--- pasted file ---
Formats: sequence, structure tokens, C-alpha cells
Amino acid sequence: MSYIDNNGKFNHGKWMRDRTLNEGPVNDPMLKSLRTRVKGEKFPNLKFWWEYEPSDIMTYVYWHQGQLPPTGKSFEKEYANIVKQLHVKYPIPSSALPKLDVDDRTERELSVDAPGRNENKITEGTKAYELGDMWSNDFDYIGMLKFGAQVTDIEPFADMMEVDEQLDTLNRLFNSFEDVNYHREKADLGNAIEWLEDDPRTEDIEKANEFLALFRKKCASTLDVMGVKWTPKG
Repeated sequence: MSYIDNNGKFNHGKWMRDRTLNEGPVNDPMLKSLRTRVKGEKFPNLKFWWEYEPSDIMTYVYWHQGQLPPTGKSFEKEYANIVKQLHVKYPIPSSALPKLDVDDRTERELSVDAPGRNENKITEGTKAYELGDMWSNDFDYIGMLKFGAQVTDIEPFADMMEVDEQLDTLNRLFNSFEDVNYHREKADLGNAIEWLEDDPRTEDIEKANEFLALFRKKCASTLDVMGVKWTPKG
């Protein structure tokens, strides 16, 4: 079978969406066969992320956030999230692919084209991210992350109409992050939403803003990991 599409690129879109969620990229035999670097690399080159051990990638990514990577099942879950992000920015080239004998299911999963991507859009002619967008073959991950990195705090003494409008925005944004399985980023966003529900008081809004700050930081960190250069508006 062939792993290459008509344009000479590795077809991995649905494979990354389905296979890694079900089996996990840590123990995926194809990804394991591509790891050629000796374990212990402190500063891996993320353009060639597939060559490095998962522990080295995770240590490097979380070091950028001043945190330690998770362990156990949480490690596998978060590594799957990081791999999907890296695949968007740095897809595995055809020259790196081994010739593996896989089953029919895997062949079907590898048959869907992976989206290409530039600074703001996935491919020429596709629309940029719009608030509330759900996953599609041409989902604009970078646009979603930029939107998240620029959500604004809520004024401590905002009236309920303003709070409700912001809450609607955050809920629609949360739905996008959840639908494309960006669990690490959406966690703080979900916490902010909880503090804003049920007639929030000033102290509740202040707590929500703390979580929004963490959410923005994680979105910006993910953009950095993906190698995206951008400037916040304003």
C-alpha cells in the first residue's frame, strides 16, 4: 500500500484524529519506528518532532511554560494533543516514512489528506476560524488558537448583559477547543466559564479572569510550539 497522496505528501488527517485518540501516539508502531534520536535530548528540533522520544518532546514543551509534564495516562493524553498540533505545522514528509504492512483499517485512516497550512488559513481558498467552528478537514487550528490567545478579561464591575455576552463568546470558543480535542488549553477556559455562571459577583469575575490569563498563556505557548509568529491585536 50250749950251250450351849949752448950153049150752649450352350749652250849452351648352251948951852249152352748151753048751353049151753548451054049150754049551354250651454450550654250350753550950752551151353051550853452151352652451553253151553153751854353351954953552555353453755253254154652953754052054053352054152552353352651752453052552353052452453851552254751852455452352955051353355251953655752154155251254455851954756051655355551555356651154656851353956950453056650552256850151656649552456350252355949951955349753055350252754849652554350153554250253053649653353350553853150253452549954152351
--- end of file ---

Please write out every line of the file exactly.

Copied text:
Formats: sequence, structure tokens, C-alpha cells
Amino acid sequence: MSYIDNNGKFNHGKWMRDRTLNEGPVNDPMLKSLRTRVKGEKFPNLKFWWEYEPSDIMTYVYWHQGQLPPTGKSFEKEYANIVKQLHVKYPIPSSALPKLDVDDRTERELSVDAPGRNENKITEGTKAYELGDMWSNDFDYIGMLKFGAQVTDIEPFADMMEVDEQLDTLNRLFNSFEDVNYHREKADLGNAIEWLEDDPRTEDIEKANEFLALFRKKCASTLDVMGVKWTPKG
Repeated sequence: MSYIDNNGKFNHGKWMRDRTLNEGPVNDPMLKSLRTRVKGEKFPNLKFWWEYEPSDIMTYVYWHQGQLPPTGKSFEKEYANIVKQLHVKYPIPSSALPKLDVDDRTERELSVDAPGRNENKITEGTKAYELGDMWSNDFDYIGMLKFGAQVTDIEPFADMMEVDEQLDTLNRLFNSFEDVNYHREKADLGNAIEWLEDDPRTEDIEKANEFLALFRKKCASTLDVMGVKWTPKG
């Protein structure tokens, strides 16, 4: 079978969406066969992320956030999230692919084209991210992350109409992050939403803003990991 599409690129879109969620990229035999670097690399080159051990990638990514990577099942879950992000920015080239004998299911999963991507859009002619967008073959991950990195705090003494409008925005944004399985980023966003529900008081809004700050930081960190250069508006 062939792993290459008509344009000479590795077809991995649905494979990354389905296979890694079900089996996990840590123990995926194809990804394991591509790891050629000796374990212990402190500063891996993320353009060639597939060559490095998962522990080295995770240590490097979380070091950028001043945190330690998770362990156990949480490690596998978060590594799957990081791999999907890296695949968007740095897809595995055809020259790196081994010739593996896989089953029919895997062949079907590898048959869907992976989206290409530039600074703001996935491919020429596709629309940029719009608030509330759900996953599609041409989902604009970078646009979603930029939107998240620029959500604004809520004024401590905002009236309920303003709070409700912001809450609607955050809920629609949360739905996008959840639908494309960006669990690490959406966690703080979900916490902010909880503090804003049920007639929030000033102290509740202040707590929500703390979580929004963490959410923005994680979105910006993910953009950095993906190698995206951008400037916040304003």
C-alpha cells in the first residue's frame, strides 16, 4: 500500500484524529519506528518532532511554560494533543516514512489528506476560524488558537448583559477547543466559564479572569510550539 497522496505528501488527517485518540501516539508502531534520536535530548528540533522520544518532546514543551509534564495516562493524553498540533505545522514528509504492512483499517485512516497550512488559513481558498467552528478537514487550528490567545478579561464591575455576552463568546470558543480535542488549553477556559455562571459577583469575575490569563498563556505557548509568529491585536 50250749950251250450351849949752448950153049150752649450352350749652250849452351648352251948951852249152352748151753048751353049151753548451054049150754049551354250651454450550654250350753550950752551151353051550853452151352652451553253151553153751854353351954953552555353453755253254154652953754052054053352054152552353352651752453052552353052452453851552254751852455452352955051353355251953655752154155251254455851954756051655355551555356651154656851353956950453056650552256850151656649552456350252355949951955349753055350252754849652554350153554250253053649653353350553853150253452549954152351